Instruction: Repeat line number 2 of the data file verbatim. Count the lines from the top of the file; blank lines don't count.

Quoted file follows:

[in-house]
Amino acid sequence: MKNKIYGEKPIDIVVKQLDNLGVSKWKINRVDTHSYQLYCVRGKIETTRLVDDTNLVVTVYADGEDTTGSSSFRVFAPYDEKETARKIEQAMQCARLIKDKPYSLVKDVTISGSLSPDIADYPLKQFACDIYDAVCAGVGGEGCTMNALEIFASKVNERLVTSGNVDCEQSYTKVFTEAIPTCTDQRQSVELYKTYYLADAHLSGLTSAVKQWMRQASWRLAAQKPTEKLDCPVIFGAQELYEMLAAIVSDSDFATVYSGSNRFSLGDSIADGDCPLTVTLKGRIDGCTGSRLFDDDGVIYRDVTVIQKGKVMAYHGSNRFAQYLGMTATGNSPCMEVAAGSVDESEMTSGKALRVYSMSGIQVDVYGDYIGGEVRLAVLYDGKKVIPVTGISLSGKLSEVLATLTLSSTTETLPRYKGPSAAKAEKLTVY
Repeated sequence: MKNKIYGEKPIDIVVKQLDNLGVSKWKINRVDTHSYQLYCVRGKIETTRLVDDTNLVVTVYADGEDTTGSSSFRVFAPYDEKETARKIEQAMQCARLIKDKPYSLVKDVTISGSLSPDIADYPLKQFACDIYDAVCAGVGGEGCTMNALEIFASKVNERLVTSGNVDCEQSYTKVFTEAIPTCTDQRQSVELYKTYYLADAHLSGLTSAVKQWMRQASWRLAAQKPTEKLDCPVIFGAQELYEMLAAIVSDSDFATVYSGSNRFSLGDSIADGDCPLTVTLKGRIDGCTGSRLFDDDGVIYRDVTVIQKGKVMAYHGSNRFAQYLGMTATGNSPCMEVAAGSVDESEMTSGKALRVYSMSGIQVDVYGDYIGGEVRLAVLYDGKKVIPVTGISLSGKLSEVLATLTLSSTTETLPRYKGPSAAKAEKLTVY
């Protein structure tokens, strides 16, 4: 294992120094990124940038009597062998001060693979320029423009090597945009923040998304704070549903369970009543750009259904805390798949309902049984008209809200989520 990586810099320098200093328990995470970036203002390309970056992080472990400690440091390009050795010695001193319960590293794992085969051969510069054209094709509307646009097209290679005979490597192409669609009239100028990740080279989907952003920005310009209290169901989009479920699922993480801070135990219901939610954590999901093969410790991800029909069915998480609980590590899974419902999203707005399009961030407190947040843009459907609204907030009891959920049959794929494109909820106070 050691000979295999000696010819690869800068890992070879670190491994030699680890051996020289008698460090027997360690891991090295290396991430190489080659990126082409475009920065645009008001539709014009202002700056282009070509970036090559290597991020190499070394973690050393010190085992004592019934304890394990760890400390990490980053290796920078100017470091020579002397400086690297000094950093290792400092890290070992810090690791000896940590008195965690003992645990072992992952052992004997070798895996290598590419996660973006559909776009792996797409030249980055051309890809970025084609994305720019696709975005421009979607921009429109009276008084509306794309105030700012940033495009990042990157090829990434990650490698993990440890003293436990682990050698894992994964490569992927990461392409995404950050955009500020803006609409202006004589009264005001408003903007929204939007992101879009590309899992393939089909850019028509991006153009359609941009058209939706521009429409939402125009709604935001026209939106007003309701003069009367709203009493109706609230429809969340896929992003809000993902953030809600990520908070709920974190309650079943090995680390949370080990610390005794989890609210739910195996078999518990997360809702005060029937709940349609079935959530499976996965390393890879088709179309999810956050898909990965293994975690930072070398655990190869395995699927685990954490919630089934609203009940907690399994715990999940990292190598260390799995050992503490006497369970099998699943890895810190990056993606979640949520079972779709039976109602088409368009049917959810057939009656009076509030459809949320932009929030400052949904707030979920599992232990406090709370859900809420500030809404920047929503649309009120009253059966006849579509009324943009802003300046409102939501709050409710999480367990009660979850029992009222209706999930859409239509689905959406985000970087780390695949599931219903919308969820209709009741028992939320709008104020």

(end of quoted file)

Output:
Amino acid sequence: MKNKIYGEKPIDIVVKQLDNLGVSKWKINRVDTHSYQLYCVRGKIETTRLVDDTNLVVTVYADGEDTTGSSSFRVFAPYDEKETARKIEQAMQCARLIKDKPYSLVKDVTISGSLSPDIADYPLKQFACDIYDAVCAGVGGEGCTMNALEIFASKVNERLVTSGNVDCEQSYTKVFTEAIPTCTDQRQSVELYKTYYLADAHLSGLTSAVKQWMRQASWRLAAQKPTEKLDCPVIFGAQELYEMLAAIVSDSDFATVYSGSNRFSLGDSIADGDCPLTVTLKGRIDGCTGSRLFDDDGVIYRDVTVIQKGKVMAYHGSNRFAQYLGMTATGNSPCMEVAAGSVDESEMTSGKALRVYSMSGIQVDVYGDYIGGEVRLAVLYDGKKVIPVTGISLSGKLSEVLATLTLSSTTETLPRYKGPSAAKAEKLTVY